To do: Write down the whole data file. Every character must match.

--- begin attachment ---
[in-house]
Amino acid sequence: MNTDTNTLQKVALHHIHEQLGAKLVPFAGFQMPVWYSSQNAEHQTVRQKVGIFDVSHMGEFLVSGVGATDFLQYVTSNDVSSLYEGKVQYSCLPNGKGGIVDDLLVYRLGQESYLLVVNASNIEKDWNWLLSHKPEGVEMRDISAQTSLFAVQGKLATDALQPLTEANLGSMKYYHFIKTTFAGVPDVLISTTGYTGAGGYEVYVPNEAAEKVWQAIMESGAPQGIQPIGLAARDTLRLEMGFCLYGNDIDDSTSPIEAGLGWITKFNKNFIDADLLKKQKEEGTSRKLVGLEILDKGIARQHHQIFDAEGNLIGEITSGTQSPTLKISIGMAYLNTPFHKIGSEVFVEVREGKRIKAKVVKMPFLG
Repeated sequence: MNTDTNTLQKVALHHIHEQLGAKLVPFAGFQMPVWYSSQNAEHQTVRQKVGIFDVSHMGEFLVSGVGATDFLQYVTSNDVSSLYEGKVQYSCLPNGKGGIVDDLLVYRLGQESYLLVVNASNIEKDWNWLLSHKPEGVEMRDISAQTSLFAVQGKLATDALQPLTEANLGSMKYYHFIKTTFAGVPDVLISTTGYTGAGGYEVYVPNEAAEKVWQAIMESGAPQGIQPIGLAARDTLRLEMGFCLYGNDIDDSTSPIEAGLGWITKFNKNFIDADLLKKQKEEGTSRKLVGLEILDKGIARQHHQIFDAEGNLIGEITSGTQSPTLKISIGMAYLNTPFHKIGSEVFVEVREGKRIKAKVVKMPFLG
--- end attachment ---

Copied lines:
[in-house]
Amino acid sequence: MNTDTNTLQKVALHHIHEQLGAKLVPFAGFQMPVWYSSQNAEHQTVRQKVGIFDVSHMGEFLVSGVGATDFLQYVTSNDVSSLYEGKVQYSCLPNGKGGIVDDLLVYRLGQESYLLVVNASNIEKDWNWLLSHKPEGVEMRDISAQTSLFAVQGKLATDALQPLTEANLGSMKYYHFIKTTFAGVPDVLISTTGYTGAGGYEVYVPNEAAEKVWQAIMESGAPQGIQPIGLAARDTLRLEMGFCLYGNDIDDSTSPIEAGLGWITKFNKNFIDADLLKKQKEEGTSRKLVGLEILDKGIARQHHQIFDAEGNLIGEITSGTQSPTLKISIGMAYLNTPFHKIGSEVFVEVREGKRIKAKVVKMPFLG
Repeated sequence: MNTDTNTLQKVALHHIHEQLGAKLVPFAGFQMPVWYSSQNAEHQTVRQKVGIFDVSHMGEFLVSGVGATDFLQYVTSNDVSSLYEGKVQYSCLPNGKGGIVDDLLVYRLGQESYLLVVNASNIEKDWNWLLSHKPEGVEMRDISAQTSLFAVQGKLATDALQPLTEANLGSMKYYHFIKTTFAGVPDVLISTTGYTGAGGYEVYVPNEAAEKVWQAIMESGAPQGIQPIGLAARDTLRLEMGFCLYGNDIDDSTSPIEAGLGWITKFNKNFIDADLLKKQKEEGTSRKLVGLEILDKGIARQHHQIFDAEGNLIGEITSGTQSPTLKISIGMAYLNTPFHKIGSEVFVEVREGKRIKAKVVKMPFLG